Throughout the 1940s, Kenneth Sanborn Pitzer wrote a series of papers that helped the world better understand properties of hydrocarbons. While in grad school, he authored a paper on the molecular properties of ethane that has played significant roles in today’s engineering of high-octane fuels.
Monumental for a man his age, Pitzer’s early scientific accomplishments – found in nearly every organic chemistry textbook – seem effortless compared to the challenges he’d face decades later in the world of academia. After teaching at U.C. Berkeley for 24 years, Pitzer spent seven years as president at Rice University, helping to integrate an all-white school.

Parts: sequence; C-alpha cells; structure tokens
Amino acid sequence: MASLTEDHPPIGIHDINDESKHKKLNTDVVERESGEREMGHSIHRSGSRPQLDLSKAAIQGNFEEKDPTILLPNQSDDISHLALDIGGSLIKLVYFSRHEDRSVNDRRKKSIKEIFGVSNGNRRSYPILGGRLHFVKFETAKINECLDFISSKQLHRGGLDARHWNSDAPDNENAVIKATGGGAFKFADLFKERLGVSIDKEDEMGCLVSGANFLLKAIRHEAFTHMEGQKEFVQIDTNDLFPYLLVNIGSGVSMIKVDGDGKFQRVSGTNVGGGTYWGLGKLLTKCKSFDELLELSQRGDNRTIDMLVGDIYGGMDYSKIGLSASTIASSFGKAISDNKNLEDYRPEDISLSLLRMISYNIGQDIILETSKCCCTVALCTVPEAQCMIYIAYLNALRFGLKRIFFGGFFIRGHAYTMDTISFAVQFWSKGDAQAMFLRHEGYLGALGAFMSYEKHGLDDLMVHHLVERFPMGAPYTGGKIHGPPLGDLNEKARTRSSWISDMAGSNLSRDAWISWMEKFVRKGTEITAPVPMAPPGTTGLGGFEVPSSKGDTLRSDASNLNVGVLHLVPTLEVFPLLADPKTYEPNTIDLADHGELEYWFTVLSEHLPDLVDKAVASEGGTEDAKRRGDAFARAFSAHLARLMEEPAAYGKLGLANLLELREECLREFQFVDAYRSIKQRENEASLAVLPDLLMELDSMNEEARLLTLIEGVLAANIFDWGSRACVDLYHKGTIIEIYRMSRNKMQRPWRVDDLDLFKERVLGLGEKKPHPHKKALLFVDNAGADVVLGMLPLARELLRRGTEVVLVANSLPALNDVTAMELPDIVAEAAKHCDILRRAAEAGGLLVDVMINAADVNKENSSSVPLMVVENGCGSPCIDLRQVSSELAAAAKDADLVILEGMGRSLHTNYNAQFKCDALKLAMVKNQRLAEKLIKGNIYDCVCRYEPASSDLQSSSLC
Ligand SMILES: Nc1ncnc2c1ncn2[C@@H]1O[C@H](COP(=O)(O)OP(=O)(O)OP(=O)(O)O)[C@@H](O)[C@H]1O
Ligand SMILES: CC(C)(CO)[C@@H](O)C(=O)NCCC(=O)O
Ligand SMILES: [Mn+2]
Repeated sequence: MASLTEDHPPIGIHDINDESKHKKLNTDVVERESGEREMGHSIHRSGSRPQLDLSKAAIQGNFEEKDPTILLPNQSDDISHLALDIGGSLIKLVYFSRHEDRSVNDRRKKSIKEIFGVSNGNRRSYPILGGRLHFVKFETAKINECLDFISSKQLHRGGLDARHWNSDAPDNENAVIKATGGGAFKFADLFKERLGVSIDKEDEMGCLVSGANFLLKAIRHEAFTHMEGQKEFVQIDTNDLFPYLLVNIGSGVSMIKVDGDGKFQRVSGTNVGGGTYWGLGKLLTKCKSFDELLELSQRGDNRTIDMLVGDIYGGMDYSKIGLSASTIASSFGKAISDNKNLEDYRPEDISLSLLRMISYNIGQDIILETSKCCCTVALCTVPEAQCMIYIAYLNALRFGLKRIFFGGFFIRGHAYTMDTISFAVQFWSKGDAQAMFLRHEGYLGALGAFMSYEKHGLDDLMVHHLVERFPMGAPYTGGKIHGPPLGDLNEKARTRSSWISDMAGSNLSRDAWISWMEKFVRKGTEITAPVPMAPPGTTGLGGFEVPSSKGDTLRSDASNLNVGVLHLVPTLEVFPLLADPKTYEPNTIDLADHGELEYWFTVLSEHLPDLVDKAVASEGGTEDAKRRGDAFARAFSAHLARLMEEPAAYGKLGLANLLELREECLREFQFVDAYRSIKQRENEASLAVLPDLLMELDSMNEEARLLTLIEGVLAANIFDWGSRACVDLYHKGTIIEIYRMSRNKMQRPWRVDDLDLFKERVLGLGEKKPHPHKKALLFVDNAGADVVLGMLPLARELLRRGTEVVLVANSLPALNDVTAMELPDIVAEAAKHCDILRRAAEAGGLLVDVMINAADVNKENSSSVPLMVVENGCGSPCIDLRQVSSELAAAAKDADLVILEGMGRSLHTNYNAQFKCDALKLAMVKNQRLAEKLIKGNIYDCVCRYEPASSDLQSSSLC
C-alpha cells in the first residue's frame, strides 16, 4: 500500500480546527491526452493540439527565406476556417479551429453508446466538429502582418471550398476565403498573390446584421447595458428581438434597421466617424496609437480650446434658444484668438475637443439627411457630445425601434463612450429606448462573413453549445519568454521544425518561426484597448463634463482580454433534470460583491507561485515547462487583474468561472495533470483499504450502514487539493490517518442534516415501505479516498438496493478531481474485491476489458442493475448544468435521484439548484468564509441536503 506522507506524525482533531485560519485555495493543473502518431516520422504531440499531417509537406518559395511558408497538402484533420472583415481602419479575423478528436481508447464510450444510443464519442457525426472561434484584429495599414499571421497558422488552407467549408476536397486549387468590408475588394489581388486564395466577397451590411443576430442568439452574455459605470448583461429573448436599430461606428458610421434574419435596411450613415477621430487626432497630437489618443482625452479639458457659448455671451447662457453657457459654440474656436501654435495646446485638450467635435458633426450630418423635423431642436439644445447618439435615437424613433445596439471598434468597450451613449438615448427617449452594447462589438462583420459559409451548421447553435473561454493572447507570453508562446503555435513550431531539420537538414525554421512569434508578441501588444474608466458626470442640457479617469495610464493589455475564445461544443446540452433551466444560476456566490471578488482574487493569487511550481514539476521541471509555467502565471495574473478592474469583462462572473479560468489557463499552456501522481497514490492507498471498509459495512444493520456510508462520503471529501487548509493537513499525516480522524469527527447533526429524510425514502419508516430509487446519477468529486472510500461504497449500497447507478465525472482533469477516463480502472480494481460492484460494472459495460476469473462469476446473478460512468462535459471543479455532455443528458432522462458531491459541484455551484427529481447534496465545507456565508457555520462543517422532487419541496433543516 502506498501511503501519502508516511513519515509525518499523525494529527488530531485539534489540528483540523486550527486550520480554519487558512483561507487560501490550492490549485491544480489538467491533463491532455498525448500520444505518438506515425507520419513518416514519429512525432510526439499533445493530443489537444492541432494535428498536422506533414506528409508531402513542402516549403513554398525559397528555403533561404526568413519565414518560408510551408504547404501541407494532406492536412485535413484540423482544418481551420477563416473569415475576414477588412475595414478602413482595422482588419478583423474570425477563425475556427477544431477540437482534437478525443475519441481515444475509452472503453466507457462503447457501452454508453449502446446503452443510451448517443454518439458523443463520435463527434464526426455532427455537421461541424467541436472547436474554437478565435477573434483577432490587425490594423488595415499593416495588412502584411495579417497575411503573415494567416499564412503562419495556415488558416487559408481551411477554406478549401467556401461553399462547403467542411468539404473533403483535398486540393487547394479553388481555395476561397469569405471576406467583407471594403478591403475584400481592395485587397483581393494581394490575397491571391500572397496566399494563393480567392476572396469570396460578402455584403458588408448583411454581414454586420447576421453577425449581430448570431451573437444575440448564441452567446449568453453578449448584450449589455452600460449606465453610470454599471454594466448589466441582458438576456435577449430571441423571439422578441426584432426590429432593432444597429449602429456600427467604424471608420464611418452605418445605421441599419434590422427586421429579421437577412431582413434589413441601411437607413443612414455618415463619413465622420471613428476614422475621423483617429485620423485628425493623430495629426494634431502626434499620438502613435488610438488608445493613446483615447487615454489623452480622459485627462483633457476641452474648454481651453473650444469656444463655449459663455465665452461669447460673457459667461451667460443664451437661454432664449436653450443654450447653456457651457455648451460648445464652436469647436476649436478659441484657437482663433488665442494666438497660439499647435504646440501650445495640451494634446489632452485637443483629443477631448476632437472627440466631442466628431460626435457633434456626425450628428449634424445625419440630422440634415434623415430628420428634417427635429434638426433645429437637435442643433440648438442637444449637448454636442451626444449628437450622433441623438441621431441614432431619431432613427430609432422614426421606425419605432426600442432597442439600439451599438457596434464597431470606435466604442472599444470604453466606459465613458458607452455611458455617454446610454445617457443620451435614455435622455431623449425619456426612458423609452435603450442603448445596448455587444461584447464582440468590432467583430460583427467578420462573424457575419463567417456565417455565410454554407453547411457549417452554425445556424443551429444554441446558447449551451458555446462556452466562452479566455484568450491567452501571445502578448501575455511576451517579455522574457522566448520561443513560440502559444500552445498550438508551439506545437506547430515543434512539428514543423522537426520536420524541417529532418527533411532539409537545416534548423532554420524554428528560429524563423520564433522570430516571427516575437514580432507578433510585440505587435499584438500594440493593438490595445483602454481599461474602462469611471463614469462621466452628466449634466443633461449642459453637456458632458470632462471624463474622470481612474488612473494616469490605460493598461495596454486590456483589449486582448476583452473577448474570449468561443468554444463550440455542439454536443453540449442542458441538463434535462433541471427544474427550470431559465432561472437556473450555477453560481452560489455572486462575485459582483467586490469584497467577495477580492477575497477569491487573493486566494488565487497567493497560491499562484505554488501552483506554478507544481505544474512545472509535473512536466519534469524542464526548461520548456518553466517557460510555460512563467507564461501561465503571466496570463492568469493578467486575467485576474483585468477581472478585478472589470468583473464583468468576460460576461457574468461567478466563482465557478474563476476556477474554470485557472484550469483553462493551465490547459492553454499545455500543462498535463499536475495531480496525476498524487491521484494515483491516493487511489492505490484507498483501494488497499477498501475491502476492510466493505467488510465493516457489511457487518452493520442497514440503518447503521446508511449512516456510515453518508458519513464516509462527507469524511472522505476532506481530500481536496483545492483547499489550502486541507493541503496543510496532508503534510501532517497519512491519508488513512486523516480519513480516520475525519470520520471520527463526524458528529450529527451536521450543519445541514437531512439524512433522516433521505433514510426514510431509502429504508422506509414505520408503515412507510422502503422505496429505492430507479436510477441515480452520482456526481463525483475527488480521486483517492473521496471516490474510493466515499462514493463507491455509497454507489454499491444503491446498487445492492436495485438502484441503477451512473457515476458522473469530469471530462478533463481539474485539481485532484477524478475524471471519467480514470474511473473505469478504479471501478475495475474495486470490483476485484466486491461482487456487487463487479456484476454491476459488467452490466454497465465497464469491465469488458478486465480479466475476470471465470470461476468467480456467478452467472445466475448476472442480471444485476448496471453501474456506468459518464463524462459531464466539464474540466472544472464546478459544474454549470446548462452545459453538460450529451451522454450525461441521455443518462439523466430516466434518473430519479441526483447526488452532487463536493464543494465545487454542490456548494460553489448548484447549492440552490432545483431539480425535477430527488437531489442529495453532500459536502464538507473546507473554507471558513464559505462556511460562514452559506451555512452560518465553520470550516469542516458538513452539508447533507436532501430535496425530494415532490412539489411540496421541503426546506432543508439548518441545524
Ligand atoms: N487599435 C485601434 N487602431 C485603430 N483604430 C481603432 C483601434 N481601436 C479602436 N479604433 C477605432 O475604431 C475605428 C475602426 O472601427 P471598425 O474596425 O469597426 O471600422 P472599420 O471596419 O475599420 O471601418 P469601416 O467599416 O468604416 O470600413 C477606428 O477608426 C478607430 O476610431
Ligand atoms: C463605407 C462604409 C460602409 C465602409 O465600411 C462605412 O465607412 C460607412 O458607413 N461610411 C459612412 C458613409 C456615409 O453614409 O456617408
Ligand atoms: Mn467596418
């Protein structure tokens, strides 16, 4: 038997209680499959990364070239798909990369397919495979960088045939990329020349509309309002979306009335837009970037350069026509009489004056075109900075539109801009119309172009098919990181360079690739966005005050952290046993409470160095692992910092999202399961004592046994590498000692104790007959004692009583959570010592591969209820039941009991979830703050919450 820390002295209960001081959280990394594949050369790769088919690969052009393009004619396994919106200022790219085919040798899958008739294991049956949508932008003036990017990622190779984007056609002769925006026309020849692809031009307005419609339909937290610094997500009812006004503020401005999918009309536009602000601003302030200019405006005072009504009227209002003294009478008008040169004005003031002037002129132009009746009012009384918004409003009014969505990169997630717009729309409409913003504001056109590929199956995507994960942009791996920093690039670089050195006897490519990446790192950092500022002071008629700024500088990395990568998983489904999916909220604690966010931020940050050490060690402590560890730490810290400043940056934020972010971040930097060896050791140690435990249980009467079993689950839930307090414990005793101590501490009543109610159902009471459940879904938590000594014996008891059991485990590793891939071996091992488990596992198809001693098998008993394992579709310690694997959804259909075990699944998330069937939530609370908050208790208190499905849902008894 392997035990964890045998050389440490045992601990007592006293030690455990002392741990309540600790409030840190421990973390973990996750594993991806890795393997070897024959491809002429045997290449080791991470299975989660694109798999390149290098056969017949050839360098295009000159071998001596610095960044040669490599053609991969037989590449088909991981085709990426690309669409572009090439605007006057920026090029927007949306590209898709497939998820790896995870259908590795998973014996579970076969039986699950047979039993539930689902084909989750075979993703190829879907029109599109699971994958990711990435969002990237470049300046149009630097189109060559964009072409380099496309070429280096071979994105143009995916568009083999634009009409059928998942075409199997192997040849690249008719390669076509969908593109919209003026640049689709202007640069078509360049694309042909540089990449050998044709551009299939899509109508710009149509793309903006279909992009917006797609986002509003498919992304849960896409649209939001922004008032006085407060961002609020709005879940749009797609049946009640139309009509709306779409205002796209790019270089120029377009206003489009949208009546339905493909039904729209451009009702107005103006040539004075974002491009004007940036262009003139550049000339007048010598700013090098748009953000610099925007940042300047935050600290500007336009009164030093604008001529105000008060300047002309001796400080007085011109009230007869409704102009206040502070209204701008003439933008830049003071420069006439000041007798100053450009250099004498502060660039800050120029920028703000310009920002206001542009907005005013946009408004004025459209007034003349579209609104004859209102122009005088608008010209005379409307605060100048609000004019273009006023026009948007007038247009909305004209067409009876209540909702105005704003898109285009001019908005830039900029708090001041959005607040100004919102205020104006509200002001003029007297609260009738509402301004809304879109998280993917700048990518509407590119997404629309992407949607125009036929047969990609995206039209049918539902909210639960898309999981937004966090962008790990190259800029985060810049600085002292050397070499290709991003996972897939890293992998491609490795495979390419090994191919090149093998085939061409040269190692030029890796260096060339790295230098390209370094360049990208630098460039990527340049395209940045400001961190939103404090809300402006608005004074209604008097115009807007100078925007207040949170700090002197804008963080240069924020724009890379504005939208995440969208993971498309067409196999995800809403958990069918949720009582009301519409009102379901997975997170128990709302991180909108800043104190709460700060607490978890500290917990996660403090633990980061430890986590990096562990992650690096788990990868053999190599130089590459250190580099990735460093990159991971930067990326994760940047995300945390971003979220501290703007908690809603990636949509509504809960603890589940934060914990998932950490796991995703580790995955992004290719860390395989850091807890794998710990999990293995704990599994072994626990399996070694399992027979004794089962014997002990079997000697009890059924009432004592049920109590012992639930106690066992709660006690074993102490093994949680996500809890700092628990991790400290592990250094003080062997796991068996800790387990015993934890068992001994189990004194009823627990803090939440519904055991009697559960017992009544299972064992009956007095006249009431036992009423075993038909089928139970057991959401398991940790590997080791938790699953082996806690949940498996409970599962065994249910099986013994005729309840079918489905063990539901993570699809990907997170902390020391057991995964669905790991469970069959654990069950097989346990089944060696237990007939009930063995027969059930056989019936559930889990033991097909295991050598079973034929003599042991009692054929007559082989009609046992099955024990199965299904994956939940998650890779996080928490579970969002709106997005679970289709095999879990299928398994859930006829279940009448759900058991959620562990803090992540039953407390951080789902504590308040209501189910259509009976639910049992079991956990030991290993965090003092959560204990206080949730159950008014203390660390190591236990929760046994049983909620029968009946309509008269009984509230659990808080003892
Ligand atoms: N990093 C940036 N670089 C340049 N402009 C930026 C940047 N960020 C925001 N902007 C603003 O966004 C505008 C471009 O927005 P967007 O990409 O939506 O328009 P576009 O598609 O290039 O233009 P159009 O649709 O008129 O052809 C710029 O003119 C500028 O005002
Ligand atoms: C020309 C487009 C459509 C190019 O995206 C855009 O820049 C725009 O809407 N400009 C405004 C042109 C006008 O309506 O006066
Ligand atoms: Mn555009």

In 1968, he became president of Stanford amid the turmoil of the Vietnam War marked by sit-ins, protests and violent confrontations with police. He resigned 19 months later, returning to Berkeley to resume his true love – educating students. “After a certain length of time,” he said, “you suffer some wounds and get a bit tired.”